When the FBI released its “aged progressed” pictures of Osama bin Laden last week, the top official in the bureau’s Science and Technology Branch hailed the images as “powerful examples of how advances in technology and science can be used to help find and bring to justice wanted persons.”
The official, Louis Grever, also referred in a joint FBI-State Department press release to “cutting-edge forensic, biometric, and technical capabilities.”
But it turns out the “cutting-edge” techniques here involved something like a Google image search, followed by a cut-paste job using the facial features of the left-wing Spanish politician Gaspar Llamazares.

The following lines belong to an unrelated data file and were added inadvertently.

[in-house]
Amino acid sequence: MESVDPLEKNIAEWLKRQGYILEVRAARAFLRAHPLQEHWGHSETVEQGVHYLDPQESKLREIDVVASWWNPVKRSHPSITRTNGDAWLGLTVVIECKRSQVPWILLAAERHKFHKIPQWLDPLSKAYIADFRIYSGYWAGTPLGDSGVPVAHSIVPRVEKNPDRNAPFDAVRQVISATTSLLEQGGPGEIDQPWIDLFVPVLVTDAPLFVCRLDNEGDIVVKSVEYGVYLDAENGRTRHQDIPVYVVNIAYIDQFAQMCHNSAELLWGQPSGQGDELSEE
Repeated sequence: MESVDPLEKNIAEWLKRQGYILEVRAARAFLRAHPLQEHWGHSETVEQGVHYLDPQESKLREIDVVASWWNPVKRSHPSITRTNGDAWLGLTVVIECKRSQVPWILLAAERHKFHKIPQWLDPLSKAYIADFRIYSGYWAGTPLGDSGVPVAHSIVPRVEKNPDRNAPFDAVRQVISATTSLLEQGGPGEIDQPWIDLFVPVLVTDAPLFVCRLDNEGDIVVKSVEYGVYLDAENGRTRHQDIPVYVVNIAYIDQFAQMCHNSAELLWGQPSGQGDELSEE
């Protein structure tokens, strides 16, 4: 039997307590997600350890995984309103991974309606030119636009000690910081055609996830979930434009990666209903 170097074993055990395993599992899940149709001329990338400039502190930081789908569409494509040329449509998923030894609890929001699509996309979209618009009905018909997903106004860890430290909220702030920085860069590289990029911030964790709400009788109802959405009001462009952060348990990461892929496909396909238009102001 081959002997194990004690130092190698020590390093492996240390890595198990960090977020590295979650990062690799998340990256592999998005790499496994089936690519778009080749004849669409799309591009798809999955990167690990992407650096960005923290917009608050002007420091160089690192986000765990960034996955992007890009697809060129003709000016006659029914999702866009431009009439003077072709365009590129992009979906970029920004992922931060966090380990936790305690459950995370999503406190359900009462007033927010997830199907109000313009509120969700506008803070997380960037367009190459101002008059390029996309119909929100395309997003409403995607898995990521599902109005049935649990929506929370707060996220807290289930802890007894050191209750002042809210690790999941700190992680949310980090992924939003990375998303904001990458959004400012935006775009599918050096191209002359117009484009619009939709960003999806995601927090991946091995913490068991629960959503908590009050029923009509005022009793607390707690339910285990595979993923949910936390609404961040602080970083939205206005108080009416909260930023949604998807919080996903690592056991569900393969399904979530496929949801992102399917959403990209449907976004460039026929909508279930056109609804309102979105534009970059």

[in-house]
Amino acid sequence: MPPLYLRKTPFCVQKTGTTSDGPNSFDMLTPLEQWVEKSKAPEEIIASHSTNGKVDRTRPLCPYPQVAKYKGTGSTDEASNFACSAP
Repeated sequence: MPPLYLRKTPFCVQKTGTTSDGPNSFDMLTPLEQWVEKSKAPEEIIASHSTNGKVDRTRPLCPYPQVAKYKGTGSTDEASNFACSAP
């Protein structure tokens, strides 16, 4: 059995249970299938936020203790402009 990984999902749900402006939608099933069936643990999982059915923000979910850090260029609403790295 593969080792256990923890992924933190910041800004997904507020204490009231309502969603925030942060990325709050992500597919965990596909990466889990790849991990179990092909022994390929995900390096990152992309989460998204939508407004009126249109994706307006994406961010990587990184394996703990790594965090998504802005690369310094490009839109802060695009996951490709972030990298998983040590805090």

An FBI spokesman explained to the BBC: “When producing age-progressed photographs, forensic artists typically select features from a database of stock reference photographs to create the new image.”
After seeing himself in the new bin Laden image, Llamazares told the AP, “It’s almost like out of a comedy if it didn’t deal with matters as serious as bin Laden and citizens’ security.” He now says he is afraid to travel in the United States.
The Llamazares-based rendering of bin Laden is still on the State Department Rewards for Justice Web site, now updated to be wearing a turban.